Contact Tracing: Mother-baby pair in the neonatal period:Routine contact tracing is recommended if the case is either a mother or neonate in the neonatal period (first 28 days of life).
If either a mother or baby develops iGAS infection in the neonatal period, antibiotics should be offered to the other of the pair, together with, in the case of a multiple birth, any other neonate(s) in the family.
Liaise with the treating Clinician and advise of the Public Health response management recommendation.
The Queensland Health iGAS fact sheet should be made available to the mother.
Antibiotic prophylaxis is recommended for mother/neonate (and neonatal twin) of the index case (see Table 1 below). Administer antibiotics as soon as possible and preferably within 24 hours of case identification(7). Prophylaxis is recommended for up to 7 days after the last contact with a severe invasive case (7).
Table 1: Recommended chemoprophylaxis for iGAS contacts (3, 28)
Adult: 500 mg orally, 12-hourly for 10 days
Child: 15 mg/kg up to 500mg orally, 12-hourly for 10 days
Adult: 900 mg IM as a single dose
Child (single dose):
3 to 6 kg: 225 mg IM
6 to 10 kg: 337.5 mg IM
10 to 15kg: 450 mg IM
15 to 20kg: 675 mg IM
20 kg or more: 900 mg IM
NB: Dose may be difficult to obtain and administration may be challenging
Adult: 1 g orally, 12 hourly for 10 days
Child: 25 mg/kg up to 1 g orally, 12 hourly for 10 days
Adult: 500 mg orally, daily for 5 days
Child: 12 mg/kg orally, daily for 5 days
|Clindamycin||Adult: 300 mg orally, 12 hourly for 10 days|
Other contact tracing: Single Case
- Household contacts of the iGAS case should be provided with a fact sheet.
- If a single case of iGAS is identified in the institutional setting (e.g. aged care facility), the following should be completed:
- The facility should rule out additional cases.
- Infection control should be reviewed.
- The iGAS fact sheet should be provided to the facility.
- If a single case of iGAS is identified in an Early Education and Care Centre, the iGAS fact sheet should be provided to the centre for distribution to staff and parents. Infection control at the centre (particularly hand hygiene) should be reviewed.
Restriction of asymptomatic contacts is generally not indicated.
Suspected iGAS outbreak: two or more cases of invasive Group A Streptococcal disease that are epidemiologically linked (particularly aged care, child care, hospitals or maternity wards) that occur within a 3 month period.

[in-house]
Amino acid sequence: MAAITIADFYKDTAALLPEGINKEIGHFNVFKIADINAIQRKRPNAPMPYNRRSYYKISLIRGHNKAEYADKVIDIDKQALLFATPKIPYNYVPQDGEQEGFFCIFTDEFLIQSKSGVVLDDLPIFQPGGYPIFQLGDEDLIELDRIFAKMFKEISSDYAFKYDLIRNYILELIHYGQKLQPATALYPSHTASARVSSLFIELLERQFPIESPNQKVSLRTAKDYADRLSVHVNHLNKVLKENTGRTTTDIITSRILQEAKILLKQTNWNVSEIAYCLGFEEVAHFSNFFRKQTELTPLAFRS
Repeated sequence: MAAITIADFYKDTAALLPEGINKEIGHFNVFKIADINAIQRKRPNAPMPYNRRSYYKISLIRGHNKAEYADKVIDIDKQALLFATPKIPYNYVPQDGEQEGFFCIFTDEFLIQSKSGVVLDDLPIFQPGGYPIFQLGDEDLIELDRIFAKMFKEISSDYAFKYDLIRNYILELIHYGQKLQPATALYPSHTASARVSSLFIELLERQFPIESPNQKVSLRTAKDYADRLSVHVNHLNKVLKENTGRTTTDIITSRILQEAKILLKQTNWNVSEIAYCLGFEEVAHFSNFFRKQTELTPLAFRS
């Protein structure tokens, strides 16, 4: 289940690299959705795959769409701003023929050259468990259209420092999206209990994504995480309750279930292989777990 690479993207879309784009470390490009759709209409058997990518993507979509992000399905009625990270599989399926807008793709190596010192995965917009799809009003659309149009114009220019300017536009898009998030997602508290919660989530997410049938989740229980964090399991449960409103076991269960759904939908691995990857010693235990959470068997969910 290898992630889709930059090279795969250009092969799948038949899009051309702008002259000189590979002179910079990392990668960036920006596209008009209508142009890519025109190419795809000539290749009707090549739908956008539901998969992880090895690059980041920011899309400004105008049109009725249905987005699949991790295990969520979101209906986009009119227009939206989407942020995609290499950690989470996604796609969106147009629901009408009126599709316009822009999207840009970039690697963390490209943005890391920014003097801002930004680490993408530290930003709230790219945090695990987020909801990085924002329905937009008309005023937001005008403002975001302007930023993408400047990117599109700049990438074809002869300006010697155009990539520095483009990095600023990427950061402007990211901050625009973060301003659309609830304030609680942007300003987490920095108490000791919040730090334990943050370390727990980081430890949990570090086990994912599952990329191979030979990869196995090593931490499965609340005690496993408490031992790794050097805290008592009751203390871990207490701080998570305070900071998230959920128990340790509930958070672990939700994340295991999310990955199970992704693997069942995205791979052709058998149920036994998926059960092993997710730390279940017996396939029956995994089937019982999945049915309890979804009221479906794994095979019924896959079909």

An epidemiological link exists where cases occur in a physical or geographical context and a plausible mode of transmission accounts for infection spreading between people, AND when one person is likely to have been infectious AND at least one person has an illness which starts within the incubation period after contact with the infectious person.
Confirmed iGAS outbreak: two or more cases of invasive Group A Streptococcal disease that are epidemiologically linked (particularly aged care, child care, hospitals or maternity wards) that occur within a 3 month period and are identical on molecular typing.
Investigate suspected and confirmed outbreaks to identify the likely source of infection.
Failure to control iGAS outbreaks in institutional settings has been attributed to persistent environmental contamination that has not been detected or to a serious breach in infection control. Measures to prevent and control iGAS outbreaks in institutional settings include:
- Vigilant infection prevention and control practices, particularly hand hygiene, and the cleaning of shared equipment and the environment
Note: mass prophylaxis in institutional settings may not be effective if infection control practices are inadequate (29, 30)
- Early identification of further cases of iGAS infection through surveillance and communication (29, 30)
- Patients with serious, invasive disease should be managed under droplet precautions (and contact precautions if skin infections, infected wounds or burns without dressing or where drainage is unable to be contained are involved) until 24 hours after effective antibiotic treatment is commenced
- Where patients with iGAS have been isolated, the isolation room, furniture, and equipment should be cleaned with detergent and water
- Ensure high touch items and communal facilities such as baths and showers are thoroughly cleaned between all patients (2).
Identify any other linked cases. Provide information on preventive measures for any defined community population identified to be at risk.